After Popular test, investors ask: what recovery value?

In the early morning hours of 7 June joint statements from the European Central Bank, Single Resolution Board and European Commission announced the decision that Banco Popular Español had been determined as “failing or likely to fail” on the grounds of the entity being “unable to pay its debts … as they come due”.

Elke Koenig SRB from ECB new

At the same time, Santander announced the acquisition of Banco Popular for a single euro.

In the course of the overnight resolution process, the Single Resolution Board (SRB) adopted the decision to effectively wipe out the Additional Tier 1 and Tier 2 instruments of Banco Popular, whereby the loss-absorbing instruments helped avoid taxpayers contributing to the rescue.

“The decision taken today safeguards the depositors and critical functions of Banco Popular,” said Elke König (pictured), chair of the SRB, in comments echoed by the European Commission. “This shows that the tools given to resolution authorities after the crisis are effective to protect taxpayers’ money from bailing out banks.”

Indeed, the move was seen as a test case for the Bank Recovery & Resolution Directive (BRRD) and related post-crisis financial regulatory framework. And it was a test initially deemed to have been passed.

“The SRB’s effective execution of Banco Popular’s resolution adds credence to the official EU position that bank creditors will more consistently bear the cost of failure under the BRRD and that the toolkit available for authorities will allow them to deal with problem banks without using public funds,” said Simon Ainsworth, senior vice president at Moody’s.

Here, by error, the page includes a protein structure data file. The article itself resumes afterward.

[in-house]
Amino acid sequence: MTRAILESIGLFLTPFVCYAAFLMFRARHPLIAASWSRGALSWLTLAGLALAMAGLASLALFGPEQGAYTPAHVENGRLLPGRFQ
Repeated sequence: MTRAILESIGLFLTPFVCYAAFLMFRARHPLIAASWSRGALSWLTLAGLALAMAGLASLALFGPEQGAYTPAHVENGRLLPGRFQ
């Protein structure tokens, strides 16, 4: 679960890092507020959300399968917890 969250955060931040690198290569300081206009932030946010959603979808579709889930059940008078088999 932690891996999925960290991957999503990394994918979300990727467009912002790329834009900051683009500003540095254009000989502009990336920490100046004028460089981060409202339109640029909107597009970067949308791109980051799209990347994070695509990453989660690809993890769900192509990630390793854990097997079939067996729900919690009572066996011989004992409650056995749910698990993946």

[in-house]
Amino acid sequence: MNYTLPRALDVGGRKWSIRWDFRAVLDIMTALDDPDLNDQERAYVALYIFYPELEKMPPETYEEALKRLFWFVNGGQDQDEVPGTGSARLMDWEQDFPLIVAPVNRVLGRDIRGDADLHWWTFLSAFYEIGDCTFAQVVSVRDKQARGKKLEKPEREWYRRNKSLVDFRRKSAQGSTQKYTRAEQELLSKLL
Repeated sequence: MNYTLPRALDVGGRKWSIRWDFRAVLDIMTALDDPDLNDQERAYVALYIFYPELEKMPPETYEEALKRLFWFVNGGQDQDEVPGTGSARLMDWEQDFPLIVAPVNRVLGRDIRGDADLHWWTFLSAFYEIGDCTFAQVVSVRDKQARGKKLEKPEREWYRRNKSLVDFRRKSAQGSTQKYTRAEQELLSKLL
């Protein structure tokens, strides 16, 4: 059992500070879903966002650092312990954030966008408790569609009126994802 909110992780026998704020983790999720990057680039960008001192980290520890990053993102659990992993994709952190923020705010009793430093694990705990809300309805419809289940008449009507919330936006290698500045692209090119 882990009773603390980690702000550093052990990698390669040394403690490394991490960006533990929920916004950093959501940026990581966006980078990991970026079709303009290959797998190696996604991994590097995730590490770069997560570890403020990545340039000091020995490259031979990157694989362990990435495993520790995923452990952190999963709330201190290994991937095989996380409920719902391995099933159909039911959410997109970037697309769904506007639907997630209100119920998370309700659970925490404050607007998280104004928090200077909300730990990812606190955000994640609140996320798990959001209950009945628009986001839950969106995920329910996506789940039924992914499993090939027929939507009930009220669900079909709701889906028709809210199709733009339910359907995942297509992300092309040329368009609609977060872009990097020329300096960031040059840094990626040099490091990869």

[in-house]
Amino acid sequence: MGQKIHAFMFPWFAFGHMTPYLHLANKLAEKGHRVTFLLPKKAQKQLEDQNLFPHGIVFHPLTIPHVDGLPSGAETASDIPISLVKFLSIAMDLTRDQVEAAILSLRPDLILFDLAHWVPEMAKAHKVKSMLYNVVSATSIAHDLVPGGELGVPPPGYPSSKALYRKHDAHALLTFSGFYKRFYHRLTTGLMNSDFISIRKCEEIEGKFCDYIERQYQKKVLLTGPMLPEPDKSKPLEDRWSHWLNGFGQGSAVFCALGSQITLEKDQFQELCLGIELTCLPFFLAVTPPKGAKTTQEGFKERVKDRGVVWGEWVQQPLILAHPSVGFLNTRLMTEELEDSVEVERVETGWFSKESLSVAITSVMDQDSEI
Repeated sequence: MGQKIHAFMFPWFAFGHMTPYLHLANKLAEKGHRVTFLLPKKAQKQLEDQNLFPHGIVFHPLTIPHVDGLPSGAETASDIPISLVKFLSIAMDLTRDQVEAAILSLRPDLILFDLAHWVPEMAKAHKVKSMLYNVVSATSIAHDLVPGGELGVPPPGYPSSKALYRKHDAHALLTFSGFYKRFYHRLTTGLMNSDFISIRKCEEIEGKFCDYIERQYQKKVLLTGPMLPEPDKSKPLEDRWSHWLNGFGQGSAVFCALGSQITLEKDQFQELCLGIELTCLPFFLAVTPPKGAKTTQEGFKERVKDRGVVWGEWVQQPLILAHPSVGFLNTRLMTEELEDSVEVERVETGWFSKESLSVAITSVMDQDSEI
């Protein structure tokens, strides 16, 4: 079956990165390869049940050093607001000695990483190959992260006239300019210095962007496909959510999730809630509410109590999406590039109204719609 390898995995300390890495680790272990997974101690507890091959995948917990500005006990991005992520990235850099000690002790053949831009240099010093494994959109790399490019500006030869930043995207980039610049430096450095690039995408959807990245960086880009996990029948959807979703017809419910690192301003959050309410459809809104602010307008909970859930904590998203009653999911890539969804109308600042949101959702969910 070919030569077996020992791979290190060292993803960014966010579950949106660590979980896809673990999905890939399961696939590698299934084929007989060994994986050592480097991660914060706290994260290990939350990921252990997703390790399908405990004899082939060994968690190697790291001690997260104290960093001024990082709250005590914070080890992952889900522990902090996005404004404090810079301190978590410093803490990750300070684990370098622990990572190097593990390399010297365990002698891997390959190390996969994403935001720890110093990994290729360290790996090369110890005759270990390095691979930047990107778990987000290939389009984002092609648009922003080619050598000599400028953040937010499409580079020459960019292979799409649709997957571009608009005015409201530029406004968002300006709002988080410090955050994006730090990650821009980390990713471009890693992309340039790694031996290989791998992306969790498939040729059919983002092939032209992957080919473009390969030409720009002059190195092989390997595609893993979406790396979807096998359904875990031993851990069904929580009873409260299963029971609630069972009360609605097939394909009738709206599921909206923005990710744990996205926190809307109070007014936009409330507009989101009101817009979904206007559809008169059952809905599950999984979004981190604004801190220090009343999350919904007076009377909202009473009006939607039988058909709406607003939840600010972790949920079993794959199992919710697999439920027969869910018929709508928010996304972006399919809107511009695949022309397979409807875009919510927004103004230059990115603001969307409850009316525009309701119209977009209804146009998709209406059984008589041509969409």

The Spanish bank’s predicament had come to the fore in early April, when it announced revisions to already weak 2016 results, prompting a deterioration in its capital position and the search for a solution to its troubles. It gradually became clear that an outright buyer or alternative solution would not be found, whilst the bank became subject of heightened media speculation in respect of its liquidity situation and deposit outflows from 12 May onwards. Fears mounted on 31 May when reports emerged that it would likely be subject to resolution measures.

Banco Popular’s two AT1 were nevertheless still trading at a cash price of around 43 (high trigger instrument) and 52 (low trigger instrument) the day before resolution, and its Tier 2 in the 70s. However, they effectively became worthless as they were converted into equity and subsequently written off. In contrast, senior debt rallied as it was protected from bail-in and taken over by Santander — the bank had yet to issue any senior non-preferred style debt. Covered bonds — excluded from resolution tool applications per BRRD — also rallied.

“The market is relatively happy with the solution,” said Vincent Hoarau, head of FIG syndicate at Crédit Agricole CIB. “This was the first major test for BRRD and it delivers evidence that AT1 and Tier 2 instruments are here to absorb losses at the PoNV as foreseen by regulation — the regulators took action and an apparently acceptable compromise was found.”